Thursday, December 31, 2015


Eric shared an email with me just the other day.  An older couple from our Temple wrote to the Executive Board about the loss of their grand-daughter at 34 weeks.  They knew the child would not live earlier in their daughter's pregnancy.

As I read the email, I could feel another piece of my heart breaking off and drifting away - for their pain and suffering, and for mine.  The odd thing is, I was also feeling envious.  Solomon did not make it to 34 weeks and I did not get to have him in any physical way outside my body.  My thoughts were how lucky this family was to be able to see this child and to hold this child while I was not able to.

In the end a loss is a loss and hopefully Eric and I will be able to offer support when needed.

Wednesday, December 30, 2015

My birthday

I turned 50 last week. Hard to imagine.  When I lost Solomon I was 34.  So much has happened in life.  Lately I've been praying to him a lot for what weighs heaviest on my mind.  I do wonder if his spirit can hear me and is aware of my life. I hope I'm forgiven for losing him when I did everything I could to save him.

Friday, May 15, 2015


Yesterday, I had the opportunity to have a girly medical procedure.  The last time I had this procedure was 2000.  In fact I had two that year: one 7 weeks after losing Solomon and the second for my blighted ovum.

For the 2000 events, I remember bargaining with God, please let my body heal, please let me get pregnant and have a living baby.  This time around, I was bargaining to let me live.  I get very paranoid and have fatalistic thoughts whenever I am anaesthetized.  Now it takes the form of how will my family go on without me?  I'm not that narcissistic to believe they would be incapable.  I just get so saddened at thoughts of what I would miss if I weren't here to be with them.

Obviously things went well as deep in my heart I knew they would.  Still, lingering thoughts about the trajectory of my life.

Monday, March 23, 2015


A few months ago I read a news story online.  It was about Steve and Lindsey Justice, who had lost septuplets.  The story is here:
I felt so sad for them so I sent them a copy of my book. 

I'm often delinquent in checking my P.O. box.  Most of the orders for my book come via in the Internet/Paypal.  Today I happen to be at the Post Office dropping off mail and opened my P.O. to find a huge stack of miscellaneous advertisement.  After sorting through it all, there was an envelope addressed to me, hand-written, highly unusual.

I was shocked and warmed when I opened it.  It was from Lindsey Justice, thanking me for sending along the book. She wrote she has found much comfort in it. 

I don't often receive feedback about  Journeys and certainly have never received any for sending it cold. I never know how it will be received.  Lindsey's note was very reassuring the Journeys has a place in this world.  I wish her and her family peace on their journey.

Sunday, March 08, 2015


Dreading today as always. Having one of my "anniversary" stomach aches.  In 15 years since losing Solomon, I have birthed two children who continue to thrive.  I have taken on volunteer roles I never knew existed.  I started part-time work that is very rewarding.  I've made friends, many of whom I would never have crossed paths with.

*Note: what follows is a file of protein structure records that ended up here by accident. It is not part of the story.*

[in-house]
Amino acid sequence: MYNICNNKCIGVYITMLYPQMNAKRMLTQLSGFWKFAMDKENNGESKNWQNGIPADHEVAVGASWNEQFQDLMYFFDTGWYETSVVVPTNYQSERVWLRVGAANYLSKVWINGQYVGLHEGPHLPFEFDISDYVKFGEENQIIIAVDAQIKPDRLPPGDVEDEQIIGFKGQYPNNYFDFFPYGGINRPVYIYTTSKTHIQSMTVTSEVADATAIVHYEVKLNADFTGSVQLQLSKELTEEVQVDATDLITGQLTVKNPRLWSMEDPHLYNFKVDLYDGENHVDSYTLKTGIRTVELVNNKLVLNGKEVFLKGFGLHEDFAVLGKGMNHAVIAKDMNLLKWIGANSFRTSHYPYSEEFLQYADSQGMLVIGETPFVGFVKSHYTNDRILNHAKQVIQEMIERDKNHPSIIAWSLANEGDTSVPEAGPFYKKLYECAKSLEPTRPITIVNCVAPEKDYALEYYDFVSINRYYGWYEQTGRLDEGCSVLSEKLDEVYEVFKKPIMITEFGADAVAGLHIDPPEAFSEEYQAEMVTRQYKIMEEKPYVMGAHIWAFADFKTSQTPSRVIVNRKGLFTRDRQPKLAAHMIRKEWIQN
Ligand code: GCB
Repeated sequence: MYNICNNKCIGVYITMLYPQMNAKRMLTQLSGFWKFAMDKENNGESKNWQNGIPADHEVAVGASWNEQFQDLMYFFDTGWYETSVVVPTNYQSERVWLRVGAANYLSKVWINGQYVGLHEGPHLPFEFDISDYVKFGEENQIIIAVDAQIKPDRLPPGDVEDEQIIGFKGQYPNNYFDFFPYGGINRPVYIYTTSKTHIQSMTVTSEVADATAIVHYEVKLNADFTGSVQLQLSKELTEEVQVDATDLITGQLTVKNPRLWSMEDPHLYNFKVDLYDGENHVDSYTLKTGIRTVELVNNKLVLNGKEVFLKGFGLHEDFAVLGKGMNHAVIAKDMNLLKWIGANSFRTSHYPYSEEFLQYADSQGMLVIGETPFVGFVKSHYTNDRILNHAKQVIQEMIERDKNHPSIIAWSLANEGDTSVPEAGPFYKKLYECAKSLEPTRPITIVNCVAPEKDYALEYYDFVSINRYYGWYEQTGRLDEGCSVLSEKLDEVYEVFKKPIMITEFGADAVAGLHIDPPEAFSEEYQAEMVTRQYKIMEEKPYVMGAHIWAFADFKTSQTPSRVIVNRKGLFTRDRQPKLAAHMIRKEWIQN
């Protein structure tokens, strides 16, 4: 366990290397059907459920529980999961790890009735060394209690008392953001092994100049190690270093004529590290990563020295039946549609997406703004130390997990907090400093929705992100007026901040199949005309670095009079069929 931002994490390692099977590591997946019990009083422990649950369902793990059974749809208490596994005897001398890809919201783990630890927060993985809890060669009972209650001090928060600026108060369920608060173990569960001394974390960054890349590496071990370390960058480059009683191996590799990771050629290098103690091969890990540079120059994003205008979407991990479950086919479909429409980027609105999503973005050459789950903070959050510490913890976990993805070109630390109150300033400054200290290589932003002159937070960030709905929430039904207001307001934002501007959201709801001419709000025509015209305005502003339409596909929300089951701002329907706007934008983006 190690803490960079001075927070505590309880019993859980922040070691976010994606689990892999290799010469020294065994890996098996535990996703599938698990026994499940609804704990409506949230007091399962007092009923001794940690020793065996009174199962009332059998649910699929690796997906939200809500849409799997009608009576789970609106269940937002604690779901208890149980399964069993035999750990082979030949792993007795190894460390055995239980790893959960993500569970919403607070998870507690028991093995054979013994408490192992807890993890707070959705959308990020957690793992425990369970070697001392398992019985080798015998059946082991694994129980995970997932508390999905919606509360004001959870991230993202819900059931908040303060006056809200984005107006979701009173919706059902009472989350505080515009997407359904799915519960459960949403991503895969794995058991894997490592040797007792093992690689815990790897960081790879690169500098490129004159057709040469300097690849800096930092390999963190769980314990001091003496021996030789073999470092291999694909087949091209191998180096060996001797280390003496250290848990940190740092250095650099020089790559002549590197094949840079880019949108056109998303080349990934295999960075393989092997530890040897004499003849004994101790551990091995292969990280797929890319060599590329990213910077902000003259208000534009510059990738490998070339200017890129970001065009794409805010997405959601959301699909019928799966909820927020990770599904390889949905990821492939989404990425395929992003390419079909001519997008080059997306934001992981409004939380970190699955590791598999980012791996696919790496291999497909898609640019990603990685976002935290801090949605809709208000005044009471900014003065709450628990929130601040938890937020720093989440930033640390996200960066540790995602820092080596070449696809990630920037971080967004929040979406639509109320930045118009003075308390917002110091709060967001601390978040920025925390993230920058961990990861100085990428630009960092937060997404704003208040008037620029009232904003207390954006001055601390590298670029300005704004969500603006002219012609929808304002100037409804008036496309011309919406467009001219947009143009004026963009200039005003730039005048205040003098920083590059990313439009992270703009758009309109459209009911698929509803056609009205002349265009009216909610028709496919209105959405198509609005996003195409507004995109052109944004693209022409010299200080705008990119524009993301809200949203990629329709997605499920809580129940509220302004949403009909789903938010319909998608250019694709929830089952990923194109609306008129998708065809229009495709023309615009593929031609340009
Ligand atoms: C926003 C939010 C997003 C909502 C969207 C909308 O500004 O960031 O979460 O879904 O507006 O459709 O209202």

Solomon hugged me today.  I had misplaced his Certificate of Stillbirth and it has weighed on my mind for months. I have the scan of it in my laptop.  Today, not even looking for it, it appeared:  I found it tucked in with my label paper of all things.

I feel my loss very acutely on this day.  Eric has commented (to me in real life) how interesting it is to see who has acknowledged my Facebook photo: the scrapbook page I made for Solomon. 

Eric has given me space today and also kept my mind occupied.  We can talk about Solomon in a way we could not 15 years ago.  I watch the clock, and remember the day.  My tears come quietly.

Tuesday, February 17, 2015

Grey's Anatomy

On Thursday February 12, 2015, Grey's Anatomy aired "All I Could Do Was Cry."  The story revolved around two lead characters and the prospect of losing their baby mid-pregnancy.  I wish there would have been one of those scrolling red bars at the bottom of my TV screen, you know the ones, they run most of the time during the winter months to warn of hazardous weather.

Anyway, I watched the episode because I love this show and happen to find myself home, without any kid-transporting or errand-running.  To say the show covered a lifetime of emotions is an understatement.

I was first moved when April became aware there was nothing she could do for her son in utero, that he was in pain.  This was the deciding factor for her to move forward to end her pregnancy. I know that moment, as does anyone who is probably reading this blog.  

Another poignant moment was when April's mother-in-law spoke to her about releasing her baby.  The MIL gave April the strength she needed.  I was blessed to have someone do this for me and it came in the form of my best friend's aunt.  She told me she would pray for me and while I cried to her on the telephone, she told me she would be my vitamin, she would be my strength.  I hear her words whenever I have the opportunity to see her.

And while April still is holding out for a miracle, knowing they occur, I remember I wanted one too. Who wouldn't?  I wanted to be the medical mystery, I wanted my miracle.  But in my immediate situation I would not have it.  My induction proceeded and I thought my physician was crazy.  But on TV, April and Jackson (her husband) were able to hold their baby for the few seconds that he lived.  Maybe that was their miracle.